When We Are Clay Again

You were a creature of the highway, a growling ghost with a rib cage visible underneath a thin layer of Tennessee clay-covered fur. You were never mean, but at first you had the ferocity of a buzzing hornet, too afraid to stay in one place. When Grandfather found you by the side of the road, I remember your wild eyes and the blustering yips. The space between your claws was webbed and freckled. A tongue, rubbery and long as my hand, lolled to one side and when I reached for it, grandfather snapped, “Don’t be a damn fool. That ain’t no toy. That’s a Canis lupus familiaris.” I didn’t know what that meant, but I had seen Grandfather’s study, seen his trays full of brittle-winged insects with tiny yellowed pieces of paper underneath them: Actias luna, Danaus plexippus, Eumorpha achemon.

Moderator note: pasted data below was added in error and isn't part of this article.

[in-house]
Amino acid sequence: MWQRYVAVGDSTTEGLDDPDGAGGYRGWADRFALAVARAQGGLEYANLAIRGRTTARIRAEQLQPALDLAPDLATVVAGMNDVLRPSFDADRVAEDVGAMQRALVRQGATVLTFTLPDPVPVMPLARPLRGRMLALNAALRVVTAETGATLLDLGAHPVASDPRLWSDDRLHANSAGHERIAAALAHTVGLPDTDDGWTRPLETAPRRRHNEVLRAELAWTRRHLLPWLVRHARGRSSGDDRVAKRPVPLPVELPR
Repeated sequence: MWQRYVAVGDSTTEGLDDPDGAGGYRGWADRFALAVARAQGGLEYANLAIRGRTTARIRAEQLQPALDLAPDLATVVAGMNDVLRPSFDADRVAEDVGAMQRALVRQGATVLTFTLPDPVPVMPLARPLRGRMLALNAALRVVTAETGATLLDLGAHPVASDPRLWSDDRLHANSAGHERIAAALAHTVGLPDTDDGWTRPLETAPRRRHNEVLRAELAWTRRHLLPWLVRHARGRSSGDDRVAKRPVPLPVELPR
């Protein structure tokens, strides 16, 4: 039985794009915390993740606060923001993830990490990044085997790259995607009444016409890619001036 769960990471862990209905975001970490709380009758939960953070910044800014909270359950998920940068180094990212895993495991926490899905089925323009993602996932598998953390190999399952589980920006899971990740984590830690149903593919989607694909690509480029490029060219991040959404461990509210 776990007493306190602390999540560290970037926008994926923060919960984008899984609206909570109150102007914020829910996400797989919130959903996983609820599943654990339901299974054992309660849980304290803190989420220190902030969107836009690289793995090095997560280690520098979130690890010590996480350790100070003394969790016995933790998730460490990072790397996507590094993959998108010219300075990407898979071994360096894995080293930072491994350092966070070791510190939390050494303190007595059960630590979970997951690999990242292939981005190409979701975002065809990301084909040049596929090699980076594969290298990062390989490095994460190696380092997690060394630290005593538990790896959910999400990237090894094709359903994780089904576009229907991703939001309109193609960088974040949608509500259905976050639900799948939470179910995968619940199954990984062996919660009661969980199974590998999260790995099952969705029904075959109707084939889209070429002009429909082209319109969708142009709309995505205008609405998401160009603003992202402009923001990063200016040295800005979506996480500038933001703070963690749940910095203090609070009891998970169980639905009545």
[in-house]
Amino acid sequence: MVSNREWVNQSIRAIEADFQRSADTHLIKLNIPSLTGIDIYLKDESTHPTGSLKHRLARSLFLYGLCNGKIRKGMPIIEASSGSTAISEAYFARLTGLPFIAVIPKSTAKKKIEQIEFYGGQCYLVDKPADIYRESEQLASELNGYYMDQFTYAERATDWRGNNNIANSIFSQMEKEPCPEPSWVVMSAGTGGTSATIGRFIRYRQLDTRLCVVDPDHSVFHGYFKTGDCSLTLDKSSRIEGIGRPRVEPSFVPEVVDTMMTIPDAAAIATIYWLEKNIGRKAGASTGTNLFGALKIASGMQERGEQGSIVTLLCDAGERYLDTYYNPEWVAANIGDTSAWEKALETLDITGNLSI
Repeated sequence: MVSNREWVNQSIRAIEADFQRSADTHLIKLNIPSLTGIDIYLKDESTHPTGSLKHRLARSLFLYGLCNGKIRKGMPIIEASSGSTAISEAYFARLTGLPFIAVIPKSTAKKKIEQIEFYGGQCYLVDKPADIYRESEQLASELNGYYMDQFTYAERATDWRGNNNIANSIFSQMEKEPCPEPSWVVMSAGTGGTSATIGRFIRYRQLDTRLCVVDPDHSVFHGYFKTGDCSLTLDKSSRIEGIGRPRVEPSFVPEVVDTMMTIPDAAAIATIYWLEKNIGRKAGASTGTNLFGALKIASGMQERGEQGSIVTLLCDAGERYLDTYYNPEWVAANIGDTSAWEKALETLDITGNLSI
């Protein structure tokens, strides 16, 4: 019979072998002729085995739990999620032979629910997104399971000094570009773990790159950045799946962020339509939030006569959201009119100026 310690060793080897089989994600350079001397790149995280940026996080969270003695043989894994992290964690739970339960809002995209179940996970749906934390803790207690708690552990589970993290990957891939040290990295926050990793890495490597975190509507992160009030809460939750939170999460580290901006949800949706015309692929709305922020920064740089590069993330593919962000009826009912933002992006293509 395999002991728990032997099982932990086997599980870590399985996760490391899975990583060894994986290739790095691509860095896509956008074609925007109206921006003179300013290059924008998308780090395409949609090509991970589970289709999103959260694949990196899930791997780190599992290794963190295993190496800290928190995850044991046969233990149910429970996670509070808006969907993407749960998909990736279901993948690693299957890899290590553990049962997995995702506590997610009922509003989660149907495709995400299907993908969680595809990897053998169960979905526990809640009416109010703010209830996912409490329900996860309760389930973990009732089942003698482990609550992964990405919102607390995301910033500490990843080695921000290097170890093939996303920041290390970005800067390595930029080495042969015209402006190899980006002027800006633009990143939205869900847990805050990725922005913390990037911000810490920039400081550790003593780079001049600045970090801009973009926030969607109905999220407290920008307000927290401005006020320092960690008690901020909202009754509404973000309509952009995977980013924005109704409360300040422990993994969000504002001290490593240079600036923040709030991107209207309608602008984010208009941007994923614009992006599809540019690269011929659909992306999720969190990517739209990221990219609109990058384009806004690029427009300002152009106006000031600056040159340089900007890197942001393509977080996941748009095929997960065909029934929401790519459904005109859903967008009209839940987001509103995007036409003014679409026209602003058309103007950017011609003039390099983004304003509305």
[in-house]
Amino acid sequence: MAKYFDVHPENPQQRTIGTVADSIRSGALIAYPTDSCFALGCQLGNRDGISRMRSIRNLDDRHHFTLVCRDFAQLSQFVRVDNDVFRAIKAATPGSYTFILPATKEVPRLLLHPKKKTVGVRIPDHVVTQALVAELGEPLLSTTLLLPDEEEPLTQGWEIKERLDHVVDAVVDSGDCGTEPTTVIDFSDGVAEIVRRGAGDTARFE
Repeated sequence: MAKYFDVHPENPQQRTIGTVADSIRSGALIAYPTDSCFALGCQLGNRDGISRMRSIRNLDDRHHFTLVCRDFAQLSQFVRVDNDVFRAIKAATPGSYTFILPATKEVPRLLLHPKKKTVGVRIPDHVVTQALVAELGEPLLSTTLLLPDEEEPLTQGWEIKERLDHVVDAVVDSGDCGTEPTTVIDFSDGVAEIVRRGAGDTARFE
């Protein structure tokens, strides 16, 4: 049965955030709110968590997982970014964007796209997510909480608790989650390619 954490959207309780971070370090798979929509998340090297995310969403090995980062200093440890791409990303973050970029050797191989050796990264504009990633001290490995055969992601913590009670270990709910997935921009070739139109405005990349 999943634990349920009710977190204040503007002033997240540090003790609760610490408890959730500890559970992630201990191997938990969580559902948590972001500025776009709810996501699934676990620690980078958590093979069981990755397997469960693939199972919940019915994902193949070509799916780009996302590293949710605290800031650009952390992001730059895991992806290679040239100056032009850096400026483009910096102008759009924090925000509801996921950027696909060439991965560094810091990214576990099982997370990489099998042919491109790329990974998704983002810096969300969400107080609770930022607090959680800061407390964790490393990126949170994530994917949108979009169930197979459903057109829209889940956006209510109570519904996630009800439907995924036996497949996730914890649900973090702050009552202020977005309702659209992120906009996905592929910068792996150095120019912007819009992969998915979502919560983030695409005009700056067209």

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Jolene Barto is a graduate from Murray State University’s MFA program, and currently lives in Nashville, Tennessee, with her husband, fur-laden dog, and apathetic cat. Her work can be found in
New Madrid Journal, Collage Magazine, and Foundling Review.

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